Once upon a time, content publishers didn’t have to worry about content duplication, but with more than 4.5 billion people worldwide – nearly 60% of the world’s population – now using the internet, that’s a luxury providers can no longer enjoy.
Multimedia content is flooding the internet, contributing to 80% of internet traffic. Anyone can showcase full-screen high-definition videos without waiting for the videos to buffer. This has led to a considerable shift in the way people are using the internet.
Content streaming services such as Netflix, Amazon Prime, Hulu, and Disney+ offer thousands of films and television programs owned by major film studios. Streaming also provides an alternative to file downloading, which is blocked in many countries.
The deluge of content
In 2016, Facebook upped its game by allowing any registered user to broadcast live videos for free – which came at a hefty price. People could upload videos of live concerts, closed-door events, and fashion shows without acquiring the licences for it.
The piracy of digital content became unstoppable. Content providers had to deal with their content being duplicated and shared for free, or sold at a lower price on other platforms.
According to Associate Professor Wong Kok Sheik from the School of Information Technology at Monash University Malaysia, piracy could also impact the academic environment. With myriad lecture videos out there (besides the institute’s own), how can students who want to further understand a subject identify fake or original content?
Data hiding was introduced to combat such issues. It’s the process of inserting data into a host to serve specific purposes, such as proof of ownership, verification of genuine content, and linking related contents.
The data can be information derived from the content itself (such as a description), something external to the host content, or a mixture of both. Depending on its purpose, data can be inserted in various ways.
However, distortion in the host content is inevitable with data hiding. Dr Wong and his team aim to ensure that a content’s quality is ultimately preserved by preventing unintended or intended changes.
“We’re analysing the coding structure, which is how things are stored in the digital domain. We are looking for ways to encode [insert] additional data while preserving the perceptual quality of the content,” he says.
Same value, different methods
The first breakthrough was to identify two distinct ways to store the same value in video. For example, the value 12 can be represented as either 2 x 6 or 4 x 3.
“To the decoder [a piece of software or device that reads the file and produces the corresponding content], it delivers the exact same value, but what’s under the hood [for example, 2 x 6 versus 4 x 3] carries additional data,” he explains. A similar idea is deployed in other media, including image and document files.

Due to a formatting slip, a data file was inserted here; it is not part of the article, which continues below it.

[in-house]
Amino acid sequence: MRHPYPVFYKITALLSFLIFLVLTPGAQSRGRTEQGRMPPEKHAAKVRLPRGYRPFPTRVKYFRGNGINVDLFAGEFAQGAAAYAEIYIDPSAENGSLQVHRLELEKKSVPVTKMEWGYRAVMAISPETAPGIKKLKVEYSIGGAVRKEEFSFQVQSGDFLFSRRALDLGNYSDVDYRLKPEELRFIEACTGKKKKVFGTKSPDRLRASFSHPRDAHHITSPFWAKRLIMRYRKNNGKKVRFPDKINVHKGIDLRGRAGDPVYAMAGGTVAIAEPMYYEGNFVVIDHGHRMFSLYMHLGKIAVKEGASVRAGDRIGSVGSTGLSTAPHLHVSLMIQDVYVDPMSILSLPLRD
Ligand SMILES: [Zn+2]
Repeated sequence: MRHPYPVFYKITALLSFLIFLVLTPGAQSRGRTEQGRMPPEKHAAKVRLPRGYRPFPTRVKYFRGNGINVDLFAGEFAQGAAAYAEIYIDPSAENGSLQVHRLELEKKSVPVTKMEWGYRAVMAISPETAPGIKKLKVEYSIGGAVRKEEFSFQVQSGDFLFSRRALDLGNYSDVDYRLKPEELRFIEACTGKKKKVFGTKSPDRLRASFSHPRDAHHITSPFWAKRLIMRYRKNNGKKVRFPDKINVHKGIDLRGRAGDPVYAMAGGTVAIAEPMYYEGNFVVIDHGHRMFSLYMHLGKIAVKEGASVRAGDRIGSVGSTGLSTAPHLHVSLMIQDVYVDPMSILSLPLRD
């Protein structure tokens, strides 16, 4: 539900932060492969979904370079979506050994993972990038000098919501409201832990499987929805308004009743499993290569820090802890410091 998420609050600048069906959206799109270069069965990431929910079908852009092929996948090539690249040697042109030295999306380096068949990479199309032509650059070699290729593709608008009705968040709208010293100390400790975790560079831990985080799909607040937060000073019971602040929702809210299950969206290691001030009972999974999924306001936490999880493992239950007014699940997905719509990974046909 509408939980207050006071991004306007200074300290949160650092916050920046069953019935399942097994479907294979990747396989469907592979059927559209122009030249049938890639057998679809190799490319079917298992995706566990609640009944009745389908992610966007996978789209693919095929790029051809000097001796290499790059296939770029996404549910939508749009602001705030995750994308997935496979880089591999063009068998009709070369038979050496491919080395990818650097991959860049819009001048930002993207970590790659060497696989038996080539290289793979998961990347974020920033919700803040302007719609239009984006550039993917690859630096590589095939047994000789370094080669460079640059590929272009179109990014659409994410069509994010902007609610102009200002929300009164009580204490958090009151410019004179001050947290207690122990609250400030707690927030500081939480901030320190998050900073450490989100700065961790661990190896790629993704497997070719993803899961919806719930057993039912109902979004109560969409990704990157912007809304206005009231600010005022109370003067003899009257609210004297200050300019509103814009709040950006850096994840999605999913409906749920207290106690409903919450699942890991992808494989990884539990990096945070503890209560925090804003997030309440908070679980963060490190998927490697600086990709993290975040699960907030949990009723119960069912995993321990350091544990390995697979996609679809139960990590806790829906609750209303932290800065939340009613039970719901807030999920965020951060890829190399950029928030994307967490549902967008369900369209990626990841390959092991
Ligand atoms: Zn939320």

Instead of using the traditional methods that modify the values directly, Dr Wong used different ways to obtain the same values or achieve the same visual impression. By following this approach, the quality and appearance of videos, PDFs and photos appear the same, even after data hiding.
“This is a complete quality-preserving type of processing. Existing techniques can’t offer this. We’re also able to scale according to demands. If you tell me how much data you want to insert, I’ll prepare the space for you to do so,” he explained.
Dr Wong’s innovation is also reversible – the process can be reverted to obtain an exact copy of the original content, down to the bit level.
The outlook for this research is bright. When new formats are put forward, new techniques specific to the format are required to provide security and managerial functions to the content. This situation opens opportunities for innovations to hide data.
Digital content such as video, audio, images, and encrypted files, can be better-managed and linked to related content. Identifying the source of leaked content can also be easily carried out with “fingerprinting”, and ownership over content can be claimed with the aid of a watermark whenever there’s a dispute.
Data hiding can likewise have another purpose – to obstruct the meaning of the data. A more common name is encryption. Dr Wong is also researching in this domain, and has completed some pioneering research in the unified domain of encryption and data insertion.
Wong Kok Sheik
Associate Professor, School of IT, Monash University Malaysia
Dr Wong Kok Sheik is an associate professor attached to the School of Information Technology at Monash University Malaysia. His research interests include multimedia signal processing, data hiding, multimedia perceptual encryption, joint encryption and data-hiding method, as well as their applications.